Damage to jeans occurs for many reasons like normal wear and tear or you may have ripped them as you rubbed against a sharp edge. Whatever the reason for the holes, you don’t have to become a fashion designer and make them into a pair of jean shorts. You don’t have to throw the jeans away either. Instead, you can fix holes in jeans -- without using needle, thread or a sewing machine. Using patches to eliminate the holes in jeans takes less time and skill. There’s no threading a needle, sewing fabric or hoping that your work stays in place -- permanently.
Items you will need
- Hot iron
Purchase fabric patches that match the hue of your jeans. You can generally find fabric patches at your local grocery store or retail outlet.
Turn the jeans inside out. You want the inside of the jeans -- the part of your jeans that show when you’re wearing them -- facing you.
Turn on the iron to allow enough time for it to warm up. It typically takes about five minutes for an iron to become hot. The iron must hot enough to melt the fabric patch onto your jeans.
Spread the jeans onto a hard surface such as an ironing board.
Prepare the jeans. You want to close the hole as much as you can. For example, if the hole has fabric hanging or loose, frayed ends, straighten the piece out so that it doesn’t hinder you from covering the entire hole in the jeans.
Position the patch over the hole of the jeans. Press the hot iron onto the patch and the jeans to secure it in place. Hold the hot iron in place for approximately 10 seconds to test it. You want to make sure the patch is melting into the jeans. Place the hot iron on the jeans for another 25 seconds to permanently heat the patch onto the jeans. Let the jeans sit for about three minutes to cool off.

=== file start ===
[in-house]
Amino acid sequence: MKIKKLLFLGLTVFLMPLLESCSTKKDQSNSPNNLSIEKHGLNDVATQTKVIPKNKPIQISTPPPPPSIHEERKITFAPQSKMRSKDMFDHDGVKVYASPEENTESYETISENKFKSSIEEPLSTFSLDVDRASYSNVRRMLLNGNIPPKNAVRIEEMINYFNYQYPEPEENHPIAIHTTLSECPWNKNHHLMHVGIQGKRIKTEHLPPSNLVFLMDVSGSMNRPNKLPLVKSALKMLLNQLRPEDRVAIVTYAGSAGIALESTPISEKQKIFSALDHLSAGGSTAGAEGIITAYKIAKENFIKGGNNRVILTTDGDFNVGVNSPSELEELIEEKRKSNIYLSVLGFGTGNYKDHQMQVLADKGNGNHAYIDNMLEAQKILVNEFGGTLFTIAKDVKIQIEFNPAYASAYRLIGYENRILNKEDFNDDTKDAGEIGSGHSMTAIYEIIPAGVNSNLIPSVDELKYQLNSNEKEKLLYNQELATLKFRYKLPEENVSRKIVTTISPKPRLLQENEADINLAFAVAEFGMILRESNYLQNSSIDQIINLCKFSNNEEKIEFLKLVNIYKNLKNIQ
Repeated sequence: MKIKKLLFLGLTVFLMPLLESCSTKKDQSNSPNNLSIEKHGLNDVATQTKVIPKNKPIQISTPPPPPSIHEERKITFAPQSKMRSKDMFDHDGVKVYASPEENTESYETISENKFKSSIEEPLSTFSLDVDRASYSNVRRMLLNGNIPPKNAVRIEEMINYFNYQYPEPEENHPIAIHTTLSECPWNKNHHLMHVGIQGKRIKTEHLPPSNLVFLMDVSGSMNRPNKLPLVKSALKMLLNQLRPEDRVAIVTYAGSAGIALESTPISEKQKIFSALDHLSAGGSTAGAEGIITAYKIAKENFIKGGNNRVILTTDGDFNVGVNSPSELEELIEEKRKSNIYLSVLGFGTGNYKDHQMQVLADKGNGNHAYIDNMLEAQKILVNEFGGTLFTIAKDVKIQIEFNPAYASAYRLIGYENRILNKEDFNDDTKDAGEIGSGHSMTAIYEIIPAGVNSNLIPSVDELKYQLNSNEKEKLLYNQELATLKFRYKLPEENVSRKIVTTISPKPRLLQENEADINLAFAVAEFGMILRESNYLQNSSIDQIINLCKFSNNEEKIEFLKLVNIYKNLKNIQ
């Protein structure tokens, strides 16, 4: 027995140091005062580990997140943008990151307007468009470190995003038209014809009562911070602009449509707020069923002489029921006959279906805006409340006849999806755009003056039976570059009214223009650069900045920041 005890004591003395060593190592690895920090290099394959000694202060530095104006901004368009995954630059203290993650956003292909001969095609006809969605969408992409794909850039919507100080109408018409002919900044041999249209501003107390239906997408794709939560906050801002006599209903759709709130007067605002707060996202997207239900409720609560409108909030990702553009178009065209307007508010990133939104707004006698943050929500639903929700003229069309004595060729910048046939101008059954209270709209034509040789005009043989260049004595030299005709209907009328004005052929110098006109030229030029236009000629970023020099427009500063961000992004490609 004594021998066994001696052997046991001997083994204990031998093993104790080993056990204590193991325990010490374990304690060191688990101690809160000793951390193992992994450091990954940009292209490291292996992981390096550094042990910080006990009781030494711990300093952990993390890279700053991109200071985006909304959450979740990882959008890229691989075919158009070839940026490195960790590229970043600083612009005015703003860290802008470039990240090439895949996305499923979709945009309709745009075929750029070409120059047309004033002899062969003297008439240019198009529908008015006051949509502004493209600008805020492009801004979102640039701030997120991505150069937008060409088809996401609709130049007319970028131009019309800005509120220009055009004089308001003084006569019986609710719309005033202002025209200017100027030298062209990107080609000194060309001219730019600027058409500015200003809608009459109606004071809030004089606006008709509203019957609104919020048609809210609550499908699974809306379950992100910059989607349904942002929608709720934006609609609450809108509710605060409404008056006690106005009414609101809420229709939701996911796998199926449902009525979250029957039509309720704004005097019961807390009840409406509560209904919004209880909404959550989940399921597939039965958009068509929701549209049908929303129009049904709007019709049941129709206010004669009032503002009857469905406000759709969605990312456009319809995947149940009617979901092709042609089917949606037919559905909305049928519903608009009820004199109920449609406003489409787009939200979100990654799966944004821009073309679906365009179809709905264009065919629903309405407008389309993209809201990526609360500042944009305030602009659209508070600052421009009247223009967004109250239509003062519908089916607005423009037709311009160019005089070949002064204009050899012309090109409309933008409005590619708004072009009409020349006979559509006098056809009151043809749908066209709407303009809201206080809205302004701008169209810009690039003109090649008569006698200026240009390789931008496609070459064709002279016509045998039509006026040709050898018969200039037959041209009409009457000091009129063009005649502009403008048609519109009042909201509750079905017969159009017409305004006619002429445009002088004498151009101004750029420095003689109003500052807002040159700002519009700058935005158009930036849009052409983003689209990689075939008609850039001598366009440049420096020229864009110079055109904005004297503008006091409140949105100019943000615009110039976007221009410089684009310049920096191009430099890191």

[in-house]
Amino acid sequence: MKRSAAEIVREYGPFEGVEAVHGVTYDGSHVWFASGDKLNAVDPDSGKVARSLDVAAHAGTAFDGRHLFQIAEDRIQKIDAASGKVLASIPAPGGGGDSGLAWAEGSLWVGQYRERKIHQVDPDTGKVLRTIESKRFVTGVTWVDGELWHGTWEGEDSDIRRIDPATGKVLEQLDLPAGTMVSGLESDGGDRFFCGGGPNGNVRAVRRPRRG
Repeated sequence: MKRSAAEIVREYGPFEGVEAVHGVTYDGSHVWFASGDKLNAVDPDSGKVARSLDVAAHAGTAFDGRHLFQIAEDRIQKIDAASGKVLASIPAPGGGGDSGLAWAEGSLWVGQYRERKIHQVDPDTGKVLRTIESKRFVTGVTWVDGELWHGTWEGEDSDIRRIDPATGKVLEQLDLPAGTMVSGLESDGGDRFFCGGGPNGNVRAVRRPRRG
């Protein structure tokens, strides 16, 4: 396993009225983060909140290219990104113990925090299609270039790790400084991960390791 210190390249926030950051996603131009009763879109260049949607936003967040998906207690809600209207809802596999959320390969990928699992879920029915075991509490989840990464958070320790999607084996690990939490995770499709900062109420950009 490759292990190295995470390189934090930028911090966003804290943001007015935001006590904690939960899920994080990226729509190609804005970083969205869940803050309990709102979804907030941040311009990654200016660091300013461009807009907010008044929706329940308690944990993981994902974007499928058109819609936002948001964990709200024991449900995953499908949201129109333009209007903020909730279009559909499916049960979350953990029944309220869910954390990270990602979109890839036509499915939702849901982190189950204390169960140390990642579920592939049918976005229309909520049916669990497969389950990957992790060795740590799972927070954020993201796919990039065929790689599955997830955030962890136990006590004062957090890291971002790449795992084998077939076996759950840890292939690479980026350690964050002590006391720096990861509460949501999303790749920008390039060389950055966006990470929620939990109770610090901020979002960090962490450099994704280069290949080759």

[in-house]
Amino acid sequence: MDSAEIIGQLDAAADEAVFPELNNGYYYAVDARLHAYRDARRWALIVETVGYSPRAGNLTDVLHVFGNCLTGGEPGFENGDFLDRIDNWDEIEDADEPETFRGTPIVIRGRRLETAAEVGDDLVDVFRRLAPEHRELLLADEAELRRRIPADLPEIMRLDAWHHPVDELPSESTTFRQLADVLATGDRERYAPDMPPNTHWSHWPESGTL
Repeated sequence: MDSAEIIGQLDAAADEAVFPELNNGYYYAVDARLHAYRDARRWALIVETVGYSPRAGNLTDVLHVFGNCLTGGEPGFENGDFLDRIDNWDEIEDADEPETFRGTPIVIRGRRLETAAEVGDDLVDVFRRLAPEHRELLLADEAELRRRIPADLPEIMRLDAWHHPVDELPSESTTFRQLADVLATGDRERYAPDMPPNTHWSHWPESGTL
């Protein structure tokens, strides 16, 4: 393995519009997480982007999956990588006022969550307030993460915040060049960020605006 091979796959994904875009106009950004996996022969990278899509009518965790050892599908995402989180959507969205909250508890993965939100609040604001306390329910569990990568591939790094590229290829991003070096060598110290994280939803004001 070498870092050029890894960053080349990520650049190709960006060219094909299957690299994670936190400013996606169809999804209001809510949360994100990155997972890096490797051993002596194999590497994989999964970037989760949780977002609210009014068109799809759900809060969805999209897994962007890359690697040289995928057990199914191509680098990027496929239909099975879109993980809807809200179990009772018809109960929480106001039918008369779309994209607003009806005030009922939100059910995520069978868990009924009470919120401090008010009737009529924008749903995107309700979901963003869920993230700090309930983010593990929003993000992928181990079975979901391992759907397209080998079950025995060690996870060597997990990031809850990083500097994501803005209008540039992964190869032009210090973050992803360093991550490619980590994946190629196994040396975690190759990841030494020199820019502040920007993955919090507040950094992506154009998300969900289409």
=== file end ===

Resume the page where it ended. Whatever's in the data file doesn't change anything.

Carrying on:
Depending on the size of the patch, you may want to cut it to fit the area of the hole.
The patch may come with a protective sticker attached to the adhesive side of the patch. Remove the protective cover before positioning it onto the jeans.
Don’t wash the jeans in extremely hot water or dry them after melting the patch onto the jeans. When you're washing in hot water or drying the patch, glue can soften and cause the patch to separate from the jeans. Instead, hand-wash the jeans or wash them on the delicate setting and lay them on a flat surface to dry.
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